Heart-wrenching true stories of patients on the brink of death and the difficult decisions their doctors must make. When (if ever) should money factor into the care a terminally ill patient receives? How do we know if we are doing too much, or too little, to save a life? Would it be preferable to let a seriously disabled child die than to keep them alive with machines that only prolong their suffering? Tough ethical questions are tackled in a Houston hospital. Fantastic read that made me really care about the people involved and their fates.

  • Maz
    2018-12-26 12:15

    Oh this so touched on my know...been there - done that - got the t-shirt!Having a son in a one very similar condition I know from experience the way drugs can work either for the good or bad.I know its an older bool but its so sad to know ethics haven't changed that much over the years.The book was well written and may open peoples eyes to what medical dilemas face the parents of a sick child whatever part of the world they are from. I felt the pain throughout, the trials and tribulations on a day to day basis.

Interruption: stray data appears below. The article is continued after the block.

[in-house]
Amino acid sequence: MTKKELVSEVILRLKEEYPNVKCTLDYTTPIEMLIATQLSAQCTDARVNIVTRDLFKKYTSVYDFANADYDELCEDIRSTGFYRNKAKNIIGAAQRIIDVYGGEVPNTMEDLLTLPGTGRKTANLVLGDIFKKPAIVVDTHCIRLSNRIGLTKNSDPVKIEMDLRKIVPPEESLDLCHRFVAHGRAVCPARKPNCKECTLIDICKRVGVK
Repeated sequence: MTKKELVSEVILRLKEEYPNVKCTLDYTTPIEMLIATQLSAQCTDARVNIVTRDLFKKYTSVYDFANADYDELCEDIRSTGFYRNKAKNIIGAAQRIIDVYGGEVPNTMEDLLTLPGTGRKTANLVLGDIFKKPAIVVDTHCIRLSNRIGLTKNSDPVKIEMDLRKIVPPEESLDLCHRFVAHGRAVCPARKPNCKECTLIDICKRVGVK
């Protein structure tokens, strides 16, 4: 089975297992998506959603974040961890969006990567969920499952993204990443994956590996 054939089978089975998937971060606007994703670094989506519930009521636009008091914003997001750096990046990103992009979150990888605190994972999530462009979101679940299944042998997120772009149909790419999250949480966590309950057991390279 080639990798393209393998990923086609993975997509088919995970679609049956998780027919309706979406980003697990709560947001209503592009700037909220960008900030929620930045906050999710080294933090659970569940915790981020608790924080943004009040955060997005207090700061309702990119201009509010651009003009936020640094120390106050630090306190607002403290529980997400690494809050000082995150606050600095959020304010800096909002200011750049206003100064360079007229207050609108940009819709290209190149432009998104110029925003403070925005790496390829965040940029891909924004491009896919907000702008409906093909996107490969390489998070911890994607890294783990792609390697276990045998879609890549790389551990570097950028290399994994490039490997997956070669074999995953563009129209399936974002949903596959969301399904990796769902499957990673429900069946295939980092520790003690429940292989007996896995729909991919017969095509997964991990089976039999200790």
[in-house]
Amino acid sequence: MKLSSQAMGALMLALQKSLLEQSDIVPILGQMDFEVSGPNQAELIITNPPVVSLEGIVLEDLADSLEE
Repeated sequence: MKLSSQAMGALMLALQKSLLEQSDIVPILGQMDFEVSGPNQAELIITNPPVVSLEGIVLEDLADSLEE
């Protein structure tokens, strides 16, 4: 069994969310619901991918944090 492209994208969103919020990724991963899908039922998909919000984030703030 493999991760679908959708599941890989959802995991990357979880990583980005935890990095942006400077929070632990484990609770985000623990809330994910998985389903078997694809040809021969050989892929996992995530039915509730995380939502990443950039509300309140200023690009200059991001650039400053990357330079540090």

• Lisa
    2019-01-13 07:57

    The only thing that disappointed me about this book was that it didn't make me cry. Since I am such a sap, I surely thought I'd cry at least once. The book is written with a clinical and intellectual tone so you read with simultaneous attachment and detachment. The author is clearly a participant but does not place herself in the story. If she had, I think it would have given the book some much-needed humanity. The stories are captivating and heartbreaking, and I learned a lot.

  • Monica Willyard
    2018-12-27 13:11

    This is a timely and poignant story about how and when we save a life and when it's time to let go. Many of us have elderly parents suffering with dementia. For me, this book helped me explore my feelings and understand the doctors who provide care for me and my parents. It's somehow easier when I understand the perspective of all of the people involved in making hard decisions. These issues have multiple layers, and I'm still thinking through what I've read.

  • Jami Miller
    2018-12-31 08:12